Russian media quoted the ministry as saying that the Russian Su-27 was "dispatched to intercept the target" and "approached the aircraft staying at a safe distance, identified it as a U.S. strategic bomber B-52 and escorted it for some time."
The B-52, according to the ministry, was over international waters and flying near "Russia's state borders."
A spokesman for the U.S. European Command did not respond to request for comment.
Several B-52s, along with a contingent of maintenance troops arrived in the United Kingdom in recent days to participate in a series of NATO exercises happening this summer. Sabre Strike, one of the multinational exercises, began last month and will take place in Poland, Latvia and Lithuania during the coming weeks.
B-52 bombers first entered service in the 1950s and will fly long into the 21st century as the workhorse of the Air Force's bomber fleet. The hulking eight-engine aircraft are capable of holding 70,000 pounds of munitions and have been upgraded in past decades to drop everything from sea mines to nuclear-tipped cruise missiles. A detachment of the planes are currently participating in the air war against the Islamic State in Iraq and Syria.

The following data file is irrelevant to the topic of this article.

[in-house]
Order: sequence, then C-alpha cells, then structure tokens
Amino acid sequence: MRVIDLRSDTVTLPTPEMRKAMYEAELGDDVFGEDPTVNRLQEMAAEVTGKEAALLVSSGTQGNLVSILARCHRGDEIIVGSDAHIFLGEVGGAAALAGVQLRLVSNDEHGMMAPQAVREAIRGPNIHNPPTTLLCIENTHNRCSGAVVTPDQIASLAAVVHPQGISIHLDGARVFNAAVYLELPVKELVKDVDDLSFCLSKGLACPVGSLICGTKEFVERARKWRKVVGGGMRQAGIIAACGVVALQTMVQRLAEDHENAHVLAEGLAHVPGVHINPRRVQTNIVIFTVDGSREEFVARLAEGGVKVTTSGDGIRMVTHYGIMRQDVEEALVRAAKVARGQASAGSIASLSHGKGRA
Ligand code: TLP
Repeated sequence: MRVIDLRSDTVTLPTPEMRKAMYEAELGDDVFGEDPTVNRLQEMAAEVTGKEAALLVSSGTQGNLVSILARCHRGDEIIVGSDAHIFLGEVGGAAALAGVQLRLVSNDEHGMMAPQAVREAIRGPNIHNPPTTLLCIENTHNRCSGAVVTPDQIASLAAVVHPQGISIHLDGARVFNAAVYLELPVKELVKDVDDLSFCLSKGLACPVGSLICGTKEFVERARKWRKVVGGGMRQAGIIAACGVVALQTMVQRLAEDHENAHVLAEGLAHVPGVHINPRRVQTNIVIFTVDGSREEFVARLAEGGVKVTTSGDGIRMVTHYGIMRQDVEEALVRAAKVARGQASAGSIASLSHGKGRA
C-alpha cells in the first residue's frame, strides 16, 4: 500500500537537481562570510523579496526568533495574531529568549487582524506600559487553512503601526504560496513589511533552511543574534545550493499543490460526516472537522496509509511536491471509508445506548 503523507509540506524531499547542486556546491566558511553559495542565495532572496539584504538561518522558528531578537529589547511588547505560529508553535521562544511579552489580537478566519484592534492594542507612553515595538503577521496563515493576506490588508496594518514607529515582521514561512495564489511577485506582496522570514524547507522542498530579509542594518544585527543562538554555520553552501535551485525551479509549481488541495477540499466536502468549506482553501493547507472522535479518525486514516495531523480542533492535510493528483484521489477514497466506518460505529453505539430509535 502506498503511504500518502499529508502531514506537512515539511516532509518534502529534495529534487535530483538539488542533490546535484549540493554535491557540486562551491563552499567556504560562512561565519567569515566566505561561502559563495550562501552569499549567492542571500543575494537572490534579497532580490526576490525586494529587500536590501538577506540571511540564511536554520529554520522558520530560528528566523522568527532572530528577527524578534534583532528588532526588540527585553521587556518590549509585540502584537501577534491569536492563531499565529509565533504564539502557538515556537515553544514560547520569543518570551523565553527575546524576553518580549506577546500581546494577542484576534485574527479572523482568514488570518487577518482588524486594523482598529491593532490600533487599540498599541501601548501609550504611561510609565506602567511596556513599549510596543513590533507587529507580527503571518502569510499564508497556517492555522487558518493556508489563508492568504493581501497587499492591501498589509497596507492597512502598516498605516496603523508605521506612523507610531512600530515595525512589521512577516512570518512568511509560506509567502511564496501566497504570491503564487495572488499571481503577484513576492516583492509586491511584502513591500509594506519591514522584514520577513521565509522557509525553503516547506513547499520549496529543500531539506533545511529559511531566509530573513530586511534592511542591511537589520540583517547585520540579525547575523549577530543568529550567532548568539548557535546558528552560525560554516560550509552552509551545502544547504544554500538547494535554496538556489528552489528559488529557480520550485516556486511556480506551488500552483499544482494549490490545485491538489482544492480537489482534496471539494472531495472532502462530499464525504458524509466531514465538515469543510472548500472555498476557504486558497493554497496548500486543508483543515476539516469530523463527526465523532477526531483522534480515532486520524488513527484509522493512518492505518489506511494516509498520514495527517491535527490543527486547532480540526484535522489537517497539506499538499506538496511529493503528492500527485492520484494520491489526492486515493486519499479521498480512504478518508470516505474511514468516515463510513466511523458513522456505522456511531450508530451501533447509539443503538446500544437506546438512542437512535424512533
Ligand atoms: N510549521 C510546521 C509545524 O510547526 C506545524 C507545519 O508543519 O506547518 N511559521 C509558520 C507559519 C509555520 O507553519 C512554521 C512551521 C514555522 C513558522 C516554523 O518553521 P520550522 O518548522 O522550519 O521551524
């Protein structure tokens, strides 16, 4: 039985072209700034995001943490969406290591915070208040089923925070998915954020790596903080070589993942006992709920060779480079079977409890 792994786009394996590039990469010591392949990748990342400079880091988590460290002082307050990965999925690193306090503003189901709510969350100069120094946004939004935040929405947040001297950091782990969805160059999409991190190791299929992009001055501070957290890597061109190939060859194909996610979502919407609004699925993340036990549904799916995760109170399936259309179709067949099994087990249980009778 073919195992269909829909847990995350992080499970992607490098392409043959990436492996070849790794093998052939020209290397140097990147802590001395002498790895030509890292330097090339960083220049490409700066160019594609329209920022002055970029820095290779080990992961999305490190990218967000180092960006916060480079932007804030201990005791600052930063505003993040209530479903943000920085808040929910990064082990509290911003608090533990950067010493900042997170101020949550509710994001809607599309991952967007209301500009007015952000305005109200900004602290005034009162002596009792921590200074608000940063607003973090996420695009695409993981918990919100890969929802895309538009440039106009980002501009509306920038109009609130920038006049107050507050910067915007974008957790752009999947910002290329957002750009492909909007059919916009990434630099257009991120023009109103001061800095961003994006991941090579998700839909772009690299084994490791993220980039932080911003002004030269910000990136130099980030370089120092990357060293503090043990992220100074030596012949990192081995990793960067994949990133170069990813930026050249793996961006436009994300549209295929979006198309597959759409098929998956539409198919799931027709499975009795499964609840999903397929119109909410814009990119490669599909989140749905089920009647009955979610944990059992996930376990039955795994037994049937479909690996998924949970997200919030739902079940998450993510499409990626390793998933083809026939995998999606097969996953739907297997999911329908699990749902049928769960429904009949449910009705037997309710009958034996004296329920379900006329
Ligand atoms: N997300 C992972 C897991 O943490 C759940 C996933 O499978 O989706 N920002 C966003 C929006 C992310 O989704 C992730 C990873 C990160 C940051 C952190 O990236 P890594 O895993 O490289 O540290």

Last month, a Russian aircraft came within 20 feet of a U.S. surveillance plane over the Baltic Sea in an incident the Pentagon called "routine." Additionally, U.S. aircraft intercepted a number of Russian bombers near the coast of Alaska in May.
NATO jets intercepted Russian aircraft more than 100 times near the Baltic States in 2016, according to data provided by the Lithuania Defense Ministry to a regional news agency. After Russia annexed Crimea and sent troops into eastern Ukraine in 2014, the number of NATO intercepts peaked at 160 in 2015.
(Except for the headline, this story has not been edited by NDTV staff and is published from a syndicated feed.)